Mitt Romney told Jewish donors Monday that their culture is part of what has allowed them to be more economically successful than the Palestinians, outraging Palestinian leaders who suggested his comments were racist and out of touch with the realities of the Middle East. Romney’s campaign later said his remarks were mischaracterized.

No, they weren’t:

“As you come here and you see the GDP per capita, for instance, in Israel which is about $21,000, and compare that with the GDP per capita just across the areas managed by the Palestinian Authority, which is more like $10,000 per capita, you notice such a dramatically stark difference in economic vitality,” the Republican presidential candidate told about 40 wealthy donors who ate breakfast at the luxurious King David Hotel.

Romney said some economic histories have theorized that “culture makes all the difference.”

“And as I come here and I look out over this city and consider the accomplishments of the people of this nation, I recognize the power of at least culture and a few other things,” Romney said, citing an innovative business climate, the Jewish history of thriving in difficult circumstances and the “hand of providence.” He said similar disparity exists between neighboring countries, like Mexico and the United States.

The Associated Press is just reporting what Romney said. Some people are just better than others, because of their culture, or because God likes them more – just like Americans are simply better than Mexicans. He said that, and in New York Magazine, Dan Amira puts this in perspective:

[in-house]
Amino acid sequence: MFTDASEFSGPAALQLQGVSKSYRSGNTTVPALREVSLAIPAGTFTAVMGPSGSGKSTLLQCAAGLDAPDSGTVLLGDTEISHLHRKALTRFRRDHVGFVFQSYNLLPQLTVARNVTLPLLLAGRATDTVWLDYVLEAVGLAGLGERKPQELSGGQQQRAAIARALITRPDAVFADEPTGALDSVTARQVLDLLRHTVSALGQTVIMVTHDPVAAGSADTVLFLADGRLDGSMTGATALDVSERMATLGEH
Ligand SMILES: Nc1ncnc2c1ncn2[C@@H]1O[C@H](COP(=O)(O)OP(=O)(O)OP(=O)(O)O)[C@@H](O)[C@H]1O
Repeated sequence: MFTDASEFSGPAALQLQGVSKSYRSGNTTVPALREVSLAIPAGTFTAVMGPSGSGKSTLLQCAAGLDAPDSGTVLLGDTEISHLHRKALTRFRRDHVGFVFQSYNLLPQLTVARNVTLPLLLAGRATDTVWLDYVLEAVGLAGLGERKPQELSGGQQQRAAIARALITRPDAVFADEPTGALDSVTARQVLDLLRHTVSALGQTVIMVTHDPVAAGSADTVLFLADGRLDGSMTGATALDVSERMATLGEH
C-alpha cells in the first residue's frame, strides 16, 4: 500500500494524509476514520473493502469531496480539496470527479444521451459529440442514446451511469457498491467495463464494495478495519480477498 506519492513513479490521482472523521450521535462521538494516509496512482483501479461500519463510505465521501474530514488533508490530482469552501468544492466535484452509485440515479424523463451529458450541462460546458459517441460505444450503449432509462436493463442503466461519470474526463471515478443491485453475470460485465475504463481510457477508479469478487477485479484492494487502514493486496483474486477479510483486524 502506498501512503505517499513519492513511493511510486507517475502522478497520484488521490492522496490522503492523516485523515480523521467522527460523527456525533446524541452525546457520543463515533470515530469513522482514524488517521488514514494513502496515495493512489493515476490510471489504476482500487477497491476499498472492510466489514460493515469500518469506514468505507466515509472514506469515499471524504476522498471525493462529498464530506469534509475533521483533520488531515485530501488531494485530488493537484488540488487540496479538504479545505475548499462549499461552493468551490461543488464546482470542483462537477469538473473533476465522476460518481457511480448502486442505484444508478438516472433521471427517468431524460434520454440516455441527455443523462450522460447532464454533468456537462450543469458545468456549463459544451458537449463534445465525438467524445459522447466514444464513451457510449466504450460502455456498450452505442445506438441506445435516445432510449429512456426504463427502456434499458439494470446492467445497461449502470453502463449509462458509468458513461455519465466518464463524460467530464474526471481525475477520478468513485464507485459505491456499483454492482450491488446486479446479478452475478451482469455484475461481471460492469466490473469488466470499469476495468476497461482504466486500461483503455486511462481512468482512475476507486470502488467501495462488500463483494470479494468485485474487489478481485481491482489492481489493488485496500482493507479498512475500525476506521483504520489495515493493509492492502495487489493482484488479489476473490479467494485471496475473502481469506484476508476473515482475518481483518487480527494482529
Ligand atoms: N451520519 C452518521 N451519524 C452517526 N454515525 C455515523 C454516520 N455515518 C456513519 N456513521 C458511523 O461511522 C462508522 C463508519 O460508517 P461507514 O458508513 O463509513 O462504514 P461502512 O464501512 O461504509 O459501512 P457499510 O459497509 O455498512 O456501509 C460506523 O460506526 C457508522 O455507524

Mitt Romney is now two-for-two in insulting large swaths of people during his international tour. After he enraged the British by suggesting that their Olympics might not be as awesome as his Olympics, Romney moved on to Israel, where he appeared to blame Palestinian poverty in part on “providence” and the territory’s inferior culture during a fund-raiser with American citizens in Jerusalem today. After noting that Israel’s GDP-per-capita income is $21,000 while Palestine’s is a paltry $10,000 (it’s actually more like $31,000 and $1,500, respectively, according to the AP) …

A senior aide to the Palestinian prime minister was not a happy camper – “It is a racist statement and this man doesn’t realize that the Palestinian economy cannot reach its potential because there is an Israeli occupation. It seems to me this man lacks information, knowledge, vision and understanding of this region and its people.”

Amira:

Is this actually a bad controversy for Romney, politically? On the one hand, Romney wants his trip to give him foreign policy credibility and to make voters comfortable with the idea of him serving as the country’s chief diplomat, and a constant stream of headlines about him pissing off one country after another doesn’t really communicate that. On the other hand, if he’s going to infuriate someone, it might as well be the Palestinians. You probably don’t need any proof that American voters don’t have an overly fond opinion of Palestinians…

And Amira adds this:

As for the substance of Romney’s remarks, the World Bank, for one, seems to agree… at least on the question of Israel’s role in depressing the Palestinian economy. In a recent report on the economies of the West Bank and the Gaza Strip, it concludes that the “major constraints to private sector activity are the tight Israeli restrictions, and growth will not be sustainable until Palestinians have access to resources and are allowed to move freely.”